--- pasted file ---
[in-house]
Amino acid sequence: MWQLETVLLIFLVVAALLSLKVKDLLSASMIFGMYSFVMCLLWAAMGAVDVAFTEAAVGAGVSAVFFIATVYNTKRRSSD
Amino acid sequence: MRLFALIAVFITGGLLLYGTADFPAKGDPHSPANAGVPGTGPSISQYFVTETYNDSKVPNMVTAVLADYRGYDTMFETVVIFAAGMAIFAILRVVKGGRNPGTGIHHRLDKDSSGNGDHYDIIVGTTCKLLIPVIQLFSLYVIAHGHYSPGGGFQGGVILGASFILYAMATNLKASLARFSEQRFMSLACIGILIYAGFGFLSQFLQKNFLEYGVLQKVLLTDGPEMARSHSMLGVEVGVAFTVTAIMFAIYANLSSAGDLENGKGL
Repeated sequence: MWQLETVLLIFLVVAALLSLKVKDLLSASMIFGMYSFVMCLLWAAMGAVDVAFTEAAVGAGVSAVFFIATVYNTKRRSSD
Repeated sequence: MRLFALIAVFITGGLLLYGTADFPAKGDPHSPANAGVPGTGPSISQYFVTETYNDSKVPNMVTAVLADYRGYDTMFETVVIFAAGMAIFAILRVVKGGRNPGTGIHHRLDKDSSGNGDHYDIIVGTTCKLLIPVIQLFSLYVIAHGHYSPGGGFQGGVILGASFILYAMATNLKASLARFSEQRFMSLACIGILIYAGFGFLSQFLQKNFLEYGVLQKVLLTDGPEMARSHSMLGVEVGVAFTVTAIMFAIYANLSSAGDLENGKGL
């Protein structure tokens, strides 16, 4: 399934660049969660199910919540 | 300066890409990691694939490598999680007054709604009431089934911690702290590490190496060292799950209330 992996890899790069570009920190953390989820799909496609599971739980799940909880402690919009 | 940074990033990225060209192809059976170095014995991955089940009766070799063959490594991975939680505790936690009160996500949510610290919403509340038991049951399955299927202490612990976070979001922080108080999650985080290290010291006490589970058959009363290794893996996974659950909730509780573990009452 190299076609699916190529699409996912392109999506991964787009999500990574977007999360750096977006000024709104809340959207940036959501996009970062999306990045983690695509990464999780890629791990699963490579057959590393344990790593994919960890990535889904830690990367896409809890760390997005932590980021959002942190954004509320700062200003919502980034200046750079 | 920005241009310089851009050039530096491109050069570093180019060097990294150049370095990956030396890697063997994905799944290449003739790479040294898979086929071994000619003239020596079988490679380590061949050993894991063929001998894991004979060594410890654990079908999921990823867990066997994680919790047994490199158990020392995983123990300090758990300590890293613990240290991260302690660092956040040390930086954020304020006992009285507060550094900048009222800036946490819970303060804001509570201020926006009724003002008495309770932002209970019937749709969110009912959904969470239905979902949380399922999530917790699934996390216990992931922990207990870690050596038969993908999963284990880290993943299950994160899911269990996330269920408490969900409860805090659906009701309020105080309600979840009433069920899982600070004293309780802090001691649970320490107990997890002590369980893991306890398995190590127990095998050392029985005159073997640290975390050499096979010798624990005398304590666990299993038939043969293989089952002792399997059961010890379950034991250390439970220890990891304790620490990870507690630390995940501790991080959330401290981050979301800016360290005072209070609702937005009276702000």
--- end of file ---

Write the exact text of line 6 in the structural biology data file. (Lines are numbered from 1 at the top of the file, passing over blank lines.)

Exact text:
């Protein structure tokens, strides 16, 4: 399934660049969660199910919540 | 300066890409990691694939490598999680007054709604009431089934911690702290590490190496060292799950209330 992996890899790069570009920190953390989820799909496609599971739980799940909880402690919009 | 940074990033990225060209192809059976170095014995991955089940009766070799063959490594991975939680505790936690009160996500949510610290919403509340038991049951399955299927202490612990976070979001922080108080999650985080290290010291006490589970058959009363290794893996996974659950909730509780573990009452 190299076609699916190529699409996912392109999506991964787009999500990574977007999360750096977006000024709104809340959207940036959501996009970062999306990045983690695509990464999780890629791990699963490579057959590393344990790593994919960890990535889904830690990367896409809890760390997005932590980021959002942190954004509320700062200003919502980034200046750079 | 920005241009310089851009050039530096491109050069570093180019060097990294150049370095990956030396890697063997994905799944290449003739790479040294898979086929071994000619003239020596079988490679380590061949050993894991063929001998894991004979060594410890654990079908999921990823867990066997994680919790047994490199158990020392995983123990300090758990300590890293613990240290991260302690660092956040040390930086954020304020006992009285507060550094900048009222800036946490819970303060804001509570201020926006009724003002008495309770932002209970019937749709969110009912959904969470239905979902949380399922999530917790699934996390216990992931922990207990870690050596038969993908999963284990880290993943299950994160899911269990996330269920408490969900409860805090659906009701309020105080309600979840009433069920899982600070004293309780802090001691649970320490107990997890002590369980893991306890398995190590127990095998050392029985005159073997640290975390050499096979010798624990005398304590666990299993038939043969293989089952002792399997059961010890379950034991250390439970220890990891304790620490990870507690630390995940501790991080959330401290981050979301800016360290005072209070609702937005009276702000």